Friends don't let friends read Hillary Clinton's new book
You don't need to read Hillary Clinton's new book, What Happened. In fact, you probably shouldn't. I won't.
Certain figures could release a book of blank pages and still launch a thousand think pieces. Clinton is one of them. Ivanka Trump is another. The world is already knee-deep in clever takedowns, pieces about what they "mean," and parodies of their books. You could read Hard Choices (Clinton's 2014 memoir) and then read False Choices (a collection of response essays) and then read all the reviews of both collections. By this point you would have taken the first step into becoming an expert in Clinton Studies. But — here's the thing — why?
Clinton's book isn't blank, of course. Its 500-odd pages are covered with words, some of which are already circulating on Twitter, all of which will be minutely picked over. She's still angry at Bernie Sanders, and seems to blame him for her loss. For those who have yet to leave the 2016 Democratic primary, her book provides yet another way not to leave it. You can even join Verrit, the "media startup for Clinton voters," to revisit old wounds together there.
But whatever you want to read this book for, chances are, there's something else that does it better. If you want to read a history of the 2016 election, you'll probably want to read a book that covers the subject from a wider standpoint. If you're wondering how to win other elections, Clinton probably has little to tell you. And if you want to educate yourself on one of the many very pressing material concerns that the country faces, you'll want a different sort of book altogether. There are books about climate change and there are books about health care and there are books about prisons and there are books about the opiate epidemic. You (probably) aren't going to learn anything from What Happened about these issues. You (almost certainly) aren't going to learn about how to make them an effective part of a political message because if Clinton could have done that, well, she would have.
There's another motive here, which is the simple taste for gossip. This is a respectable motive. And if you want to read Clinton's perspective, or at least the sanitized version of Clinton's perspective, What Happened is your best bet. So, one exception: If politicians are the particular brand of celebrity you follow, by all means, read What Happened. No one's above gossip. Everyone loves rubbernecking at a disaster.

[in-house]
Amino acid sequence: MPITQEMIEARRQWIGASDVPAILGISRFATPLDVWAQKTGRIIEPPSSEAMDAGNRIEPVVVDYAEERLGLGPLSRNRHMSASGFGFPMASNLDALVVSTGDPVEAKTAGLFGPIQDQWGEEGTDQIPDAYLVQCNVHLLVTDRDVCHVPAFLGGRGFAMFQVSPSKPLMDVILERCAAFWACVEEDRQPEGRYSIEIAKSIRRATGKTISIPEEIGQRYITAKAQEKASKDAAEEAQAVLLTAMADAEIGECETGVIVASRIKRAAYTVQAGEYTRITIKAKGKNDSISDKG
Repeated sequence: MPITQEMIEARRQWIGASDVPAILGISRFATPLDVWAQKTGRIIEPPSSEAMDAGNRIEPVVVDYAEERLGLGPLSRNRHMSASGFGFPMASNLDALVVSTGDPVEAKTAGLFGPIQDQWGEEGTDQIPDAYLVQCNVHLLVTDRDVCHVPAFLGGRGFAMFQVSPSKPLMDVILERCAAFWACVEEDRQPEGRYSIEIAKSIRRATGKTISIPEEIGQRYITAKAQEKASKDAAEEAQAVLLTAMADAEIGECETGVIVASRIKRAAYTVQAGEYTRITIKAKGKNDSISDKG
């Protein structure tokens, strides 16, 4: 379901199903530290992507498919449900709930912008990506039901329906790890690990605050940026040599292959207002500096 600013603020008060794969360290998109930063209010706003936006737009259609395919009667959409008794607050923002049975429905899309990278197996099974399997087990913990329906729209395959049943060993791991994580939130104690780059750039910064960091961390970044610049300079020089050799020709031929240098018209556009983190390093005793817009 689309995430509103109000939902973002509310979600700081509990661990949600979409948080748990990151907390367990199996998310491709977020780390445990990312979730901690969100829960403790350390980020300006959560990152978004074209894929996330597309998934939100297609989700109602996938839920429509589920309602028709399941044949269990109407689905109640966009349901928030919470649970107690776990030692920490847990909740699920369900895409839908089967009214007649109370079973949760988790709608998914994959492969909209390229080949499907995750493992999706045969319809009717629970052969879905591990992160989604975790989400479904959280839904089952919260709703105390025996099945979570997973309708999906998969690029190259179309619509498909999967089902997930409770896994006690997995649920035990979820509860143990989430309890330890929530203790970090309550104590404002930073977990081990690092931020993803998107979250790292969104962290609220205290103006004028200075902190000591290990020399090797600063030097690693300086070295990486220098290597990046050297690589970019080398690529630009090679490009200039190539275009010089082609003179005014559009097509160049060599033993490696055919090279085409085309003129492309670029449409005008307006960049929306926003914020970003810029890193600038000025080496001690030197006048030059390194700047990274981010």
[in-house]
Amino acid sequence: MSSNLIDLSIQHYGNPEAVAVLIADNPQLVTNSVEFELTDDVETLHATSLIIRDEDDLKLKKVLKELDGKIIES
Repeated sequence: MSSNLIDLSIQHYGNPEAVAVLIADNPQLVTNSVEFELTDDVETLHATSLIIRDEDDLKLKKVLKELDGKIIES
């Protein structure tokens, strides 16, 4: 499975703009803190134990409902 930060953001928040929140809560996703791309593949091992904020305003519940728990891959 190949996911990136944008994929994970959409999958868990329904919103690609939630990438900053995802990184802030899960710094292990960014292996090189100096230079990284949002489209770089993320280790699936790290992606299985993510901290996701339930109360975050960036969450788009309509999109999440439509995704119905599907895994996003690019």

But, at the risk of commenting in detail about a book I have pledged not to read: In one of the leaked excerpts from What Happened, Clinton accuses Sanders of promising Americans a "free pony" without explaining how to pay for it. No one wants to be the bad guy saying free ponies are unachievable, but, in her version of the story, that's the role Sanders stuck Clinton with.
Granted: Politics does require more than just promising free ponies. But you do want to persuade people you can make their lives better, and not just that you can keep their lives from getting worse. The opposition to a reality TV presidency that has the best chance of breaking through is one that makes this point simply and well. Getting immersed in political figures as personalities, feeling their grudges as your grudges and their lives as your lives, is the opposite of what's called for. And sometimes, that free pony is not only achievable, but desperately needed.
So whether you read What Happened or not, here's a plea: Read something about a real problem. National Read a Book Day has come and gone, so let's call this Read Any Other Book Day. For instance: I just spent a very good evening with Valeria Luiselli's Tell Me How It Ends, a reflection about her experiences interviewing refugee children. It was certainly a timely and sensitively written book, with sharp criticisms of Obama-era policies as well as a despairing post-election coda. Toward the end, Luiselli writes:
The United States is a country full of holes. … But it's also a place full of individuals who, out of a sense of duty toward other people, perhaps, are willing to fill those holes in one by one. There are lawyers and activists who work tirelessly to help communities that aren't their own; there are students who, though not at all privileged, are willing to dedicate their time to those even less privileged than themselves. [Tell Me How It Ends]
The helpers Luiselli encounters won't be able to fill in every hole. Her book is appreciative of the work of private organizations while also drawing attention to their limits. But as her students point out to her, "we gotta turn all our emotional shit into political capital."
Clinton is, at least some of the time, a powerful symbol. And symbols — as we see from the recent debates over Confederate monuments — do matter. But they can matter too much, overshadowing what they're meant to represent. I've read so many pieces on the meaning of Clinton, from her historical position to the white suit she wore to accept her nomination. She's a compelling dramatic figure, almost tragic in her way. I'd read a novel about her, certainly. But Clinton doesn't mean much of anything at all.
And the solutions to political troubles, whatever they may be, won't be found by dedicating still more time to decoding her.